Friday, June 09, 2017

North Carolina House Passes Constitutional Carry

HB 746  Passed the North Carolina House 65-54 on Wednesday, June 7, 2017.  Eight Republican joined all Democrats in voting against the bill.  The Republicans who voted against the bill were: Davis, Faircloth, Fraley, Horn, Iler, McGrady, Watford, and Williams.

It would no longer be necessary to have a concealed handgun permit to bring a gun anywhere that firearms can already be carried openly, under a bill a divided state House tentatively approved on Wednesday.

The change would eliminate the need for concealed-carry permits for adults who are at least 18 and are not otherwise prohibited from owning firearms, except where open-carry is barred. That would change current law that requires concealed-carry applicants be at least 21 and complete firearm safety training to obtain a permit.
The opening paragraph is interesting because of the way the debate is framed. Most Establishment media frame the debate as an expansion of gun rights that eliminate the requirement for training while carrying concealed guns. From an article about proposed Constitutional Carry in Wisconsin:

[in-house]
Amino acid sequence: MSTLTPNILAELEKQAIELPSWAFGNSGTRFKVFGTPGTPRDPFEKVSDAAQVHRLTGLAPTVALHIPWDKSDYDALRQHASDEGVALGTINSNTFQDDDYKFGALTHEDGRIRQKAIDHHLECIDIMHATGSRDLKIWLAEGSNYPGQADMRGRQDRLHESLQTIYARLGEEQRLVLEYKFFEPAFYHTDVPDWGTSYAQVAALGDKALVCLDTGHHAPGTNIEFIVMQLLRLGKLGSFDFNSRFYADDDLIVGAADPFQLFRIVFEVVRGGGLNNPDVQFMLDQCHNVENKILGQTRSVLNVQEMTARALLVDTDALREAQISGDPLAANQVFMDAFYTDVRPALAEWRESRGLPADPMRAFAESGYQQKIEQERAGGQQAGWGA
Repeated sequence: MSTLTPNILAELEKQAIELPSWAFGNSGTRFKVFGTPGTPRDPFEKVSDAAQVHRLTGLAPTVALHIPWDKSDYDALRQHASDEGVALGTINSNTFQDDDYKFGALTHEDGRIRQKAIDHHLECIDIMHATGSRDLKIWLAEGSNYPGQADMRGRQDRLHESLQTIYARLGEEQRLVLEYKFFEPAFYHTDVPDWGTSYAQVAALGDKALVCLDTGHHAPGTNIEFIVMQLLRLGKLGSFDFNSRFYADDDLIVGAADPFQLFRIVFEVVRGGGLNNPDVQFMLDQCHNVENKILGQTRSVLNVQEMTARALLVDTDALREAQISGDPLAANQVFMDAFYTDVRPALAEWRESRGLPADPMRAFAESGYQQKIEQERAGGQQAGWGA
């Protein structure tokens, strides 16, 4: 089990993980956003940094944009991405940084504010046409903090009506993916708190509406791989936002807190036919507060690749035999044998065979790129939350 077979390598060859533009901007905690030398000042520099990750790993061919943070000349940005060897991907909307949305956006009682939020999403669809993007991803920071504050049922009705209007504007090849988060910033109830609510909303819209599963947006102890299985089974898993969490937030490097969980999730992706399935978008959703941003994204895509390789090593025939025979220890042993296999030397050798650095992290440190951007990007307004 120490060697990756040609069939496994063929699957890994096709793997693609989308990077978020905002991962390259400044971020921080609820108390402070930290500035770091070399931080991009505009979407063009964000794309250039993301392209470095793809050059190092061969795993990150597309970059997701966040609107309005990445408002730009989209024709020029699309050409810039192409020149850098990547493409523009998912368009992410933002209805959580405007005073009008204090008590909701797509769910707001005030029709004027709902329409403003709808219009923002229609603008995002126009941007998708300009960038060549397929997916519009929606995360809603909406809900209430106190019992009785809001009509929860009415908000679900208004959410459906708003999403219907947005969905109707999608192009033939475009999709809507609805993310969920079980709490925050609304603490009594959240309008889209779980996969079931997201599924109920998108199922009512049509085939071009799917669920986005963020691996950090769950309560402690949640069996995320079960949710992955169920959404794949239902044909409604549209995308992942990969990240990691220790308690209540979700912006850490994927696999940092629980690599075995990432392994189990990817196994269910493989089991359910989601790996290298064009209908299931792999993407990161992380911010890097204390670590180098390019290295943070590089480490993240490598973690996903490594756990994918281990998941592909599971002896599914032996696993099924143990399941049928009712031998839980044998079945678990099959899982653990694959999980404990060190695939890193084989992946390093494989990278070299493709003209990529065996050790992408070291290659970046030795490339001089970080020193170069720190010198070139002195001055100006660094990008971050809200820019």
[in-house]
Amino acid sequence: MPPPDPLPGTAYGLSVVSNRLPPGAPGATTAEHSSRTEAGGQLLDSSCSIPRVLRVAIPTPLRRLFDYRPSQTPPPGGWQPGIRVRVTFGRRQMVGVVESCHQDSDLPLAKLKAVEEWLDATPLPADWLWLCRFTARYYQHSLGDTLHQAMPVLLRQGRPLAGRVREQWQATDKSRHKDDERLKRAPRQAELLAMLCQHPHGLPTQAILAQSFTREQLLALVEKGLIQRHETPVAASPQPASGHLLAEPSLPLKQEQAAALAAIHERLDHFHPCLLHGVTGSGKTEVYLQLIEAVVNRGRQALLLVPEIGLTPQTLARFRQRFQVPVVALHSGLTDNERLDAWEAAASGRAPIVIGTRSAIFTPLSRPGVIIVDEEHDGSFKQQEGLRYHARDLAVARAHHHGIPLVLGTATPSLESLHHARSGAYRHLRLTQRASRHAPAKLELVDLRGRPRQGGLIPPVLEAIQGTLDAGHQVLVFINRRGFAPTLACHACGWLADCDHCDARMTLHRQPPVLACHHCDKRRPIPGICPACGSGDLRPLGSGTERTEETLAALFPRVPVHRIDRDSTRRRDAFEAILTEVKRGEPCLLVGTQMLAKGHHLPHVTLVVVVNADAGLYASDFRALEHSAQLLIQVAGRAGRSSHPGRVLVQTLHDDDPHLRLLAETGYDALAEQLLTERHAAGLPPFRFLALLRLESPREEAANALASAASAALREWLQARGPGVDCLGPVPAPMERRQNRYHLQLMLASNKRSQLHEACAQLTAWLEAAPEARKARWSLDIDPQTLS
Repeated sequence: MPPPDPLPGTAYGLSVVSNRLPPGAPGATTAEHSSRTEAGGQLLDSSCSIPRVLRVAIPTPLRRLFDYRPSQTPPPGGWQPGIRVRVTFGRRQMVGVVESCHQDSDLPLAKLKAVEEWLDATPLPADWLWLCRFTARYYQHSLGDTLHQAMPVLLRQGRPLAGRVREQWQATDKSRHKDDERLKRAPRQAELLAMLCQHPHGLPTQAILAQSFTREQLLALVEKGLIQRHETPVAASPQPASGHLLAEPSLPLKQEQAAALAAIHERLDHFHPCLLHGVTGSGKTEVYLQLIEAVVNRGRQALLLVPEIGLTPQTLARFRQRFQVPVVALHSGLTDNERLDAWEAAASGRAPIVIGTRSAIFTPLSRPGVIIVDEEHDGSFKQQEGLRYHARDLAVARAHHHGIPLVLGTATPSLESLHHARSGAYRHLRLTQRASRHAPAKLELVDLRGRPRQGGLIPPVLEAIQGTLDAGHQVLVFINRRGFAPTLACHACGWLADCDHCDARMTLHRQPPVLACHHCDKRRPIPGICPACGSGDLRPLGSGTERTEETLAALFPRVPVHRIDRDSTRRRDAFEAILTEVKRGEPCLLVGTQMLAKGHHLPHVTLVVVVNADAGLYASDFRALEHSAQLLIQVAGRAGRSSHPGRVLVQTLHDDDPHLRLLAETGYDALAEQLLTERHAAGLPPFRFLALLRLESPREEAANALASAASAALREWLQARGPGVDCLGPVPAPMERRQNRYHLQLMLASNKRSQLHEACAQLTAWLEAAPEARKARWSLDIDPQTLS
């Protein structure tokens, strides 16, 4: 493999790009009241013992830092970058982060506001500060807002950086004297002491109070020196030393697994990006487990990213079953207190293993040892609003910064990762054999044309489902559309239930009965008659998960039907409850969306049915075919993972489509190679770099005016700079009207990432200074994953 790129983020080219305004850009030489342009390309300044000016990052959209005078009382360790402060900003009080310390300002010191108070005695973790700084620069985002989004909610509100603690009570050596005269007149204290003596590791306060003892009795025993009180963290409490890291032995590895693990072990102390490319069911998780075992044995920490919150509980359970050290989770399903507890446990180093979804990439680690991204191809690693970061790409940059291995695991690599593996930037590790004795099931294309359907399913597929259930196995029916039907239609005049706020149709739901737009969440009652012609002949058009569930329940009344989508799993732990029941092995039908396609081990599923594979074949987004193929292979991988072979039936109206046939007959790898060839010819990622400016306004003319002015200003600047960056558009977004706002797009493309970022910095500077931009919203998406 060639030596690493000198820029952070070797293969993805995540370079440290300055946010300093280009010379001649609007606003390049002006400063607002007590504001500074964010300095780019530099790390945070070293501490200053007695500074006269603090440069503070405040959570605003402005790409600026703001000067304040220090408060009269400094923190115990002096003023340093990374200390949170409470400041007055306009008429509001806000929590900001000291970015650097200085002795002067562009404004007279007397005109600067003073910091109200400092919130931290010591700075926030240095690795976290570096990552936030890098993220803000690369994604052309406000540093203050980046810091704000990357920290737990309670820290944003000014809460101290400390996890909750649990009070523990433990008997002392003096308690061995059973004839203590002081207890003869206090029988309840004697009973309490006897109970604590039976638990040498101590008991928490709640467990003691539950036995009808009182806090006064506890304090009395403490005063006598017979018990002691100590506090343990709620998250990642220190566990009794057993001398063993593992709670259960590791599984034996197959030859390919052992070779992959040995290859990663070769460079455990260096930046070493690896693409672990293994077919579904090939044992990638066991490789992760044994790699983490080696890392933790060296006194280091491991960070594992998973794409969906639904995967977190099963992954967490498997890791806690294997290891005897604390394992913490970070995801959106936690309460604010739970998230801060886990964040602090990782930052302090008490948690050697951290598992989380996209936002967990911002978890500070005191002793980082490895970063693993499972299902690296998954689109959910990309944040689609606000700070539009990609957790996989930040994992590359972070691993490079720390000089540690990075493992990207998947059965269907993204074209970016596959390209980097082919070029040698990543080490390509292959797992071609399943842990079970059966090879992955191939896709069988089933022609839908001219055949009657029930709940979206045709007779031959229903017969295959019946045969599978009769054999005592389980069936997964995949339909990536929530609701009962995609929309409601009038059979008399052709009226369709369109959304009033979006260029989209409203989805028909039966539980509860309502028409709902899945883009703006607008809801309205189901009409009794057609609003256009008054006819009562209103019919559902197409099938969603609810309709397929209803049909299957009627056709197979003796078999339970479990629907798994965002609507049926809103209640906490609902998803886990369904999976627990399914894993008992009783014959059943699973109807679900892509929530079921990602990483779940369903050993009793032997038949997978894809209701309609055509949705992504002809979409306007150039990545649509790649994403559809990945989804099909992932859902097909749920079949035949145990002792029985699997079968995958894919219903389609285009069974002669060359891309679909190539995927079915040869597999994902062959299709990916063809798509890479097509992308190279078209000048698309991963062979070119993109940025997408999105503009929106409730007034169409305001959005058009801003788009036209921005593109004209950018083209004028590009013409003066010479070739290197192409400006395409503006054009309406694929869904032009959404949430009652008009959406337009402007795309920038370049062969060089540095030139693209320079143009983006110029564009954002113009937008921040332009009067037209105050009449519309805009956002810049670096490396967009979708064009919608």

MADISON -- A proposed bill would allow people in Wisconsin to carry concealed guns without a permit or training.
From the coverage on North Dakota at
Dakotans are a signature away from being able to carry a concealed firearm without any additional training.
From Michigan at the
LANSING — Most gun owners would be able to carry concealed weapons without a permit or training under a bill that passed the state House of Representatives on a mostly party line vote Wednesday.
Second Amend supporters frame the debate as a restoration of Constitutional rights that makes a small incremental change, as open carry without a permit is already mandated as a right.

There is a strong movement in North Carolina, spearheaded by Grass Roots North Carolina, to pass the bill. In the Senate, there are 35 Republicans and 15 Democrats. It the ratio of Republican defections is the same as in the House, 4 Republicans would vote against the bill, and it would pass. The real fight is to get it to a vote in the first place.  Most bills are killed in committee.

Then the bill would have to go to Governor Roy Cooper, a Democrat.  Irf Governor Cooper vetos the bill, it is required to be sent back to the House.  If it receives 3/5 of the vote in the House, it goes to the Senate.  If it receives 3/5 of the vote there, it becomes law.

The defections of Republicans in the House leave the vote short of 3/5 by seven votes. 3/5 of the House would be 72 votes.  But the 3/5 number is of the votes present at the time of the vote. A few absences could make the difference.

If the bill does not pass, it will be back next year. The record of who voted for and against it will be used in the primary season.

©2017 by Dean Weingarten: Permission to share is granted when this notice and link are included.

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